Karp said characters drive his books, and they won't follow outlines. There was a ceremony in Sedalia in 1951, with a plaque to honor Scott Joplin. There's a kid who wants to learn from the Ragtime Kid, Joplin's student. What if the KKK wanted to blow up the high school during the ceremony? Karp said in doing the research, he was in a restaurant in Canada, and he asked a contractor he was with, how would you blow up this place. So, they discussed the dynamite needed, and the plans. When he got to Customs, he realized he had notes as to how to blow up Hubbard High School. He didn't know if he should rip out the page, and eat his notes. Then he saw the cameras. He said fortunately he and his wife seemed like an innocent older couple, so they just let them through.

Karp said he thinks of the characters first when he writes, then begins to write the story, until he hits a road block. He works through the first draft, trying to get the story down. Then he rewrites, and the story comes through. In the movie, "Finding Forrester", Sean Connery's character tells a student, "Write the first draft with your heart, and then you get your head to work." That's how Karp does it.

Some of his research was done in Sedalia, in local histories and local libraries. He said the Sedalia Carnegie Library has histories of the town and people in a locked cabinet. One was just a three page manuscript, "Sights and Sounds of Sedalia". He uses 1 to 2% of what he finds, just to advance the story, and show the setting better.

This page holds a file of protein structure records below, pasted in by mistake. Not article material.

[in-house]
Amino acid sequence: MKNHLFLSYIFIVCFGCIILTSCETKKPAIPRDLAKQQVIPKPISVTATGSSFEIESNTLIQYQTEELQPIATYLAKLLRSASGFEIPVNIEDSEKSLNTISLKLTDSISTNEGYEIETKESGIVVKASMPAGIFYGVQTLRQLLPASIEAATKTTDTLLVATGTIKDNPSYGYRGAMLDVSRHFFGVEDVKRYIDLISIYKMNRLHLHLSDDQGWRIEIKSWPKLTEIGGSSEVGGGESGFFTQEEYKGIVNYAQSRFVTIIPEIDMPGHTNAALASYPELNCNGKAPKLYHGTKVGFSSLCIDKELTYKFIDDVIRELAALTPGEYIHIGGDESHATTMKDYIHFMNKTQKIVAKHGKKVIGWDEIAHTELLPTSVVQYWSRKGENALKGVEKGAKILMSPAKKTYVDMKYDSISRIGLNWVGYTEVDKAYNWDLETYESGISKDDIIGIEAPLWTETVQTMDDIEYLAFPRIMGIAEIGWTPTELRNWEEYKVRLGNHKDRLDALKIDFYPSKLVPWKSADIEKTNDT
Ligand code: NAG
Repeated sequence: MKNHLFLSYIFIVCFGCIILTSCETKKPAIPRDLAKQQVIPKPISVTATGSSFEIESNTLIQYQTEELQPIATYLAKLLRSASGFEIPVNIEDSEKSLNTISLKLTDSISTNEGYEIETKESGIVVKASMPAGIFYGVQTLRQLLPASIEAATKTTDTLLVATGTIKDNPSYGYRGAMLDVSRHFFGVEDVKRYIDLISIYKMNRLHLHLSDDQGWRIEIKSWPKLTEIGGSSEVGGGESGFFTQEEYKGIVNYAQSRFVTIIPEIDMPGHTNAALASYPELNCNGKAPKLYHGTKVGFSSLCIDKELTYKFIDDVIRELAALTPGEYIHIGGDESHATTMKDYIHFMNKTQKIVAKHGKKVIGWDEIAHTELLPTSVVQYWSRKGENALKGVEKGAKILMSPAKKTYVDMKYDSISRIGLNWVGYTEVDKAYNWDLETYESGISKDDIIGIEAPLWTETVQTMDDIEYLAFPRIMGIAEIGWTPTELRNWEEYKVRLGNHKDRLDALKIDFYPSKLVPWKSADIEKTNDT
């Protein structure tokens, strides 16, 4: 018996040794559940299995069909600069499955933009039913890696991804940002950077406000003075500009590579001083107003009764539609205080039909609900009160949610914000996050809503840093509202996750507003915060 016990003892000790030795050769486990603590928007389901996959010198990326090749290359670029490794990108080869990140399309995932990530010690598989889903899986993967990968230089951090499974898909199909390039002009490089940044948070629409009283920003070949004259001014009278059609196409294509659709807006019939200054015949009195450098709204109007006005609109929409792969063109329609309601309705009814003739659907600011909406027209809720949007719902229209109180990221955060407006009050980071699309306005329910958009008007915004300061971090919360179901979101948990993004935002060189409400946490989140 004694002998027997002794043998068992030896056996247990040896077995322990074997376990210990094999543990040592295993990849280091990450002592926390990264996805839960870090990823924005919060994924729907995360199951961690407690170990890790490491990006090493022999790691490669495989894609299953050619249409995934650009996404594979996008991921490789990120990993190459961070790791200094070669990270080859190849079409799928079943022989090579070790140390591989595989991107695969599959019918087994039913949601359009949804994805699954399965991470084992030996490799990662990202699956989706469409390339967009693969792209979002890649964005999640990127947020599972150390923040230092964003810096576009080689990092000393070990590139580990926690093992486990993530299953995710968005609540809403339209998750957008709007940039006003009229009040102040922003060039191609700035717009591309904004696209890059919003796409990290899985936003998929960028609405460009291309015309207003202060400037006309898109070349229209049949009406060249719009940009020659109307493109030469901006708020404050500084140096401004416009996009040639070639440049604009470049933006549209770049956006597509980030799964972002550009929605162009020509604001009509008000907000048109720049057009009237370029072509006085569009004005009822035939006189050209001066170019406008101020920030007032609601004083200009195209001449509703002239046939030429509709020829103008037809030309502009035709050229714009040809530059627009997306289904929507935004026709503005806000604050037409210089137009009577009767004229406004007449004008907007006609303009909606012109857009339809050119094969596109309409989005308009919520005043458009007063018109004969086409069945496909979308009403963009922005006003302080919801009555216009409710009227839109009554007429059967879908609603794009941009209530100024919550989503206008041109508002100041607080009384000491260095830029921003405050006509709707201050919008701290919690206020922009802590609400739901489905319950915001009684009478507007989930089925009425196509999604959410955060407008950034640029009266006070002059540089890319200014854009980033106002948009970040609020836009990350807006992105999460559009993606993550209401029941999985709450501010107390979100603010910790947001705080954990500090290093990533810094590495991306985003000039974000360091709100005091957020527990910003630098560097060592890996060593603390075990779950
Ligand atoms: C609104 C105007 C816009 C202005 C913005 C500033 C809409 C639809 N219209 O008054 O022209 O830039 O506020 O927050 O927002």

When he wrote the first music box book, Karp was lucky enough to sit down with his editor. She told him I'm sure this is fascinating to music box collectors, but it's boring to me. So, he learned to cut scenes when they don't advance the story. He doesn't want to overuse his research. He said the web is terrific for research. They have census figures that can tell him about his characters, and who they lived with. Since he's not a musician, he attended ragtime festivals.

Larry Karp learned to write in the morning, when it seems to flow. His writing is very cinematic. He sees the action as he his the keys. He writes for four hours, has lunch, takes a walk to clear his head, and then will either write more, or work on promotions of work, and research. He writes regularly.

Michael Bowen said he writes what he calls a "Plucky couple series." Plucky couples include Lord Peter Wimsey and Harriet Vane, Nick and Nora Charles, or Jerry and Pam North.

Bowen attended Harvard Law School, and made history when his class elected the first woman as President of the Harvard Law Review. He referred to the recent election, and the so-called Bradley effect, and said with the law school election, they had the choice of voting for a man, or making history by voting for a woman. Bowen is a trial lawyer, but he doesn't put his clients' problems into the books. He writes about the emotional effects. He said he once had a death threat, but his law partners said one death threat in 32 years meant he wasn't working hard enough. At the time, they didn't have separate extensions. The receptionist told him he'd had an interesting message. It said, "Your contract will be terminated in 30 days." As a good lawyer, he contacted the FBI, who listened and said they wouldn't take any action unless something happened. As he was crossing the parking lot that night, he thought, this is what it feels like.